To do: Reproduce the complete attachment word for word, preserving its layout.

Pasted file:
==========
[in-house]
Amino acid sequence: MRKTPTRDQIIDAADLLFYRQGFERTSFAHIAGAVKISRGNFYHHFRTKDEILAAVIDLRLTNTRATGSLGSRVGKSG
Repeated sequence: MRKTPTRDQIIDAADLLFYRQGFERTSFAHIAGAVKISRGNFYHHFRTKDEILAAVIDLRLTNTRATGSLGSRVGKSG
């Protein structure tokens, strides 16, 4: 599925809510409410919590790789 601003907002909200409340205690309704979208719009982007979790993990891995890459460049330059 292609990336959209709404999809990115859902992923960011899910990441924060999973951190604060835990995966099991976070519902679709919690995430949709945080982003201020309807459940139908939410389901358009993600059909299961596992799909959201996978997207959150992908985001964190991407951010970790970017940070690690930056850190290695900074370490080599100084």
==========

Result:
[in-house]
Amino acid sequence: MRKTPTRDQIIDAADLLFYRQGFERTSFAHIAGAVKISRGNFYHHFRTKDEILAAVIDLRLTNTRATGSLGSRVGKSG
Repeated sequence: MRKTPTRDQIIDAADLLFYRQGFERTSFAHIAGAVKISRGNFYHHFRTKDEILAAVIDLRLTNTRATGSLGSRVGKSG
């Protein structure tokens, strides 16, 4: 599925809510409410919590790789 601003907002909200409340205690309704979208719009982007979790993990891995890459460049330059 292609990336959209709404999809990115859902992923960011899910990441924060999973951190604060835990995966099991976070519902679709919690995430949709945080982003201020309807459940139908939410389901358009993600059909299961596992799909959201996978997207959150992908985001964190991407951010970790970017940070690690930056850190290695900074370490080599100084």